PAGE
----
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July 4, 2011

Anonymous employees reveal ‘chaos’ inside RIM: report

BlackBerry maker says company prepared to address challenges

By CBR Staff Writer

Employees of BlackBerry maker Research In Motion (RIM) have posted anonymous open letters to the management of the company venting their ire on mismanagemnt and lack of motivation in the company, according to a report by BGR.

The report published an open letter by a "high-level RIM employee" asking BlackBerry bosses to take steps to address the chaos that is present in the company as it is going through a transition.

The report quoted the employee, "We are in the middle of major "transition" and things have never been more chaotic. Almost every project is falling further and further behind schedule at a time when we absolutely must deliver great, solid products on time. We urge you to make bold decisions about our organisational structure, about our culture and most importantly our products."

The employee also says, "RIM has a lot of people who underperform but still stay in their roles. No one is accountable."

BGR says that the identity of the employee has been verified.

There were more anonymous letters accusing the company of poor leadership, unfair HR policies, sinking morale and inferior quality of products.

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RIM has replied to the posts in an unsigned letter. It said that the company has a solid financial standing and brand popularity. It also said that the management is aware and ready to face both challenegs and opportunities the company faces.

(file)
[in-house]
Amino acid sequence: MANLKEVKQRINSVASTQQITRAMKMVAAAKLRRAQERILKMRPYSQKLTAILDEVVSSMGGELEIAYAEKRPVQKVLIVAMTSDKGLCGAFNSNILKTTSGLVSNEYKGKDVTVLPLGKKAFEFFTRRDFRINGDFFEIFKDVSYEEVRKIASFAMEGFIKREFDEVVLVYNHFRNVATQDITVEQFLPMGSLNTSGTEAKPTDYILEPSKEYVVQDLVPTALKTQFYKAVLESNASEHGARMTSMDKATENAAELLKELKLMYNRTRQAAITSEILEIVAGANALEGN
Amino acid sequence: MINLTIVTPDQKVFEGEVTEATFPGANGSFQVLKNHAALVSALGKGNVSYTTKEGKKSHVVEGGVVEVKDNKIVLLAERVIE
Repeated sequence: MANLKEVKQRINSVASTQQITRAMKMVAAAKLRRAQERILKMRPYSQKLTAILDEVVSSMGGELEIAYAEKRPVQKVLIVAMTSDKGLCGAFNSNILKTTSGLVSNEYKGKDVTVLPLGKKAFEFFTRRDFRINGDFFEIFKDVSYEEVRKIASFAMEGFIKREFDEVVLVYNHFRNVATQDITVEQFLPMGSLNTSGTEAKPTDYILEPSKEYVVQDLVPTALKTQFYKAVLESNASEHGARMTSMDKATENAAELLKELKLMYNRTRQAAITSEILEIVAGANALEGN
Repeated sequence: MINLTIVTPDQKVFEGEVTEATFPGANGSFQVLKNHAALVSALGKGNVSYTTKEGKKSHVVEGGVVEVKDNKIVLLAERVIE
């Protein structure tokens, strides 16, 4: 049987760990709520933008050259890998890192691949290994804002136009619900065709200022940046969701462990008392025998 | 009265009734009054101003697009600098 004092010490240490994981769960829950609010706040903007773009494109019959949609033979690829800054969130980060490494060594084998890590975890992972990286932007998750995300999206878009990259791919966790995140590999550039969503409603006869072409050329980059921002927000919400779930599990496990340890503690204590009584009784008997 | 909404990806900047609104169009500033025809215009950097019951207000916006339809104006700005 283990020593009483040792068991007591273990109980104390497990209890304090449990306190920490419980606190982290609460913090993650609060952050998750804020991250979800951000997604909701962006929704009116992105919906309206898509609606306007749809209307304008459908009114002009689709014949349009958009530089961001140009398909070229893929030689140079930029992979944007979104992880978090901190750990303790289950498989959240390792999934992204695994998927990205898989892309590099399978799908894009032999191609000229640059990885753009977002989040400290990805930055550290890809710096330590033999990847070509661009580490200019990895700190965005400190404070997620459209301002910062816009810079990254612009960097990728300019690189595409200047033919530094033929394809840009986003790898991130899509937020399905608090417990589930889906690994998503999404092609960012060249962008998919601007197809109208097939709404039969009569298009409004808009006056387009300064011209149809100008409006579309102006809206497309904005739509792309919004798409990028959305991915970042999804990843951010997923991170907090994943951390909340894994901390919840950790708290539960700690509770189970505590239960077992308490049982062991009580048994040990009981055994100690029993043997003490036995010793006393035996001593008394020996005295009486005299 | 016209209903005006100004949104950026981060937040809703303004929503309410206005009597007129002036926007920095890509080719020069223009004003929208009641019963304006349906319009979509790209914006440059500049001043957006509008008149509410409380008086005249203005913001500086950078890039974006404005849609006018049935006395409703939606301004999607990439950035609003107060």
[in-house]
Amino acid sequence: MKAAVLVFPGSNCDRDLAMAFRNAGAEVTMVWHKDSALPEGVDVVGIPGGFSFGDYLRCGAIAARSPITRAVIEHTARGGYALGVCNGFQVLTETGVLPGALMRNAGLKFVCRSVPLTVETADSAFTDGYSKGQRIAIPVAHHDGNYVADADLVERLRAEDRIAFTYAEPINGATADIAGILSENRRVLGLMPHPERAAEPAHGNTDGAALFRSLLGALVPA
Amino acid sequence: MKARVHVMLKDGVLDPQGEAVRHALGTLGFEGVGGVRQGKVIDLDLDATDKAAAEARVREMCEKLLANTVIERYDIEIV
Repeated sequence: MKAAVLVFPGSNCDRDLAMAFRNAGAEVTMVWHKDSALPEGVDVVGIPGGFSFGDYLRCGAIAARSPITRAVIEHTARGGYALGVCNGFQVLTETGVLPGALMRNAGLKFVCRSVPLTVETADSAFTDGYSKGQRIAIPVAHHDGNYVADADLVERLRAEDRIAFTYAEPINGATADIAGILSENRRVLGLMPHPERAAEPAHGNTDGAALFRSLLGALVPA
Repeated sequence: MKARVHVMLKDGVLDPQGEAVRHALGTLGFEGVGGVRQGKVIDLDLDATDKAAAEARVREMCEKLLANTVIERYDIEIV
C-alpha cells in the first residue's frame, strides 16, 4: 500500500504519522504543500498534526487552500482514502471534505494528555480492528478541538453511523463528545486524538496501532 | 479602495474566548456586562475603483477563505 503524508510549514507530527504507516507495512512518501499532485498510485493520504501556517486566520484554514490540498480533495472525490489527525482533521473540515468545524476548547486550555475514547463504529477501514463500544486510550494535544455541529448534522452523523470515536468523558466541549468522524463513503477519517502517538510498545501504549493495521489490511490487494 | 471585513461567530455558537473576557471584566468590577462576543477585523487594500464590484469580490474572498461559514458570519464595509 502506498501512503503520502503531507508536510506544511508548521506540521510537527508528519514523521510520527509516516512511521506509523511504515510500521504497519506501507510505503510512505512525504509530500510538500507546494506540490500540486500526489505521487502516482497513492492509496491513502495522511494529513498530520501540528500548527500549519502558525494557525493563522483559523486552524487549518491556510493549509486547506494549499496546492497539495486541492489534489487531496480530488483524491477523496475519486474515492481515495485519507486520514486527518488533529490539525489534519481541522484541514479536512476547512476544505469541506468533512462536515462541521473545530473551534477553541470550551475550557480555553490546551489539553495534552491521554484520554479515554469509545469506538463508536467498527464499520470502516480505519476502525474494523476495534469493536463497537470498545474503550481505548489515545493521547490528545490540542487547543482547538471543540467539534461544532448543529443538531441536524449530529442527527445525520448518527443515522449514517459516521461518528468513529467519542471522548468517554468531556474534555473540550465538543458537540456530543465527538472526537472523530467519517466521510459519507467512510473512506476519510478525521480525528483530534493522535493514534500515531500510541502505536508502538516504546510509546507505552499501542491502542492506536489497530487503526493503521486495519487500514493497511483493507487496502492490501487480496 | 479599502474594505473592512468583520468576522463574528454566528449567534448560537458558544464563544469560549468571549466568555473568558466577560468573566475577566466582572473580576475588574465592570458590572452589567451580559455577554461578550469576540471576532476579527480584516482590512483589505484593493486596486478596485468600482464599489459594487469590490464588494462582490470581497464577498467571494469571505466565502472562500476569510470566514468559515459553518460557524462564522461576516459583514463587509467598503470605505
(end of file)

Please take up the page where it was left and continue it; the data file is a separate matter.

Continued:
The statement read, "RIM recently confirmed that it is nearing the end of a major business and technology transition. Although this transition has taken longer than anticipated, there is much excitement and optimism within the company about the new products that are lined up for the coming months."

RIM has been embroiled in issues ranging from data encryption in countries like India to poor PR. The company is facing intense competition from Apple’s iPhone and Google’s Android-based devices. After the launch of its PlayBook in March this year, the company had said that it banked on corporate orders to sell the product.

Earlier this year, RIM boss Jim Balsillie had said that moving into larger devices such as tablets was a big challenge for the company.

The company has also said that it would be launching a 4G Playbook in the second half of the year.

In April, RIM lowered its profit expectations by about 10% for the quarter ending in May. The reason for slashing the revenue forecasts is believed to be because of both competition and lack of new product releases.

"This shortfall is primarily due to shipment volumes of BlackBerry smartphones that are now expected to be at the lower end of the range of 13.5-14.5 million forecasted in March and a shift in the expected mix of devices shipped towards handsets with lower average selling prices," RIM said.

RIM co-CEO Jim Balsillie said the shortfall is because the company is in "transition" to a new generation of phones.

"We’re cutting over to a whole new platform, a whole new set of products," he said.

Balsillie added, "We feel very, very excited and committed to the long-term strategic strength of the company."

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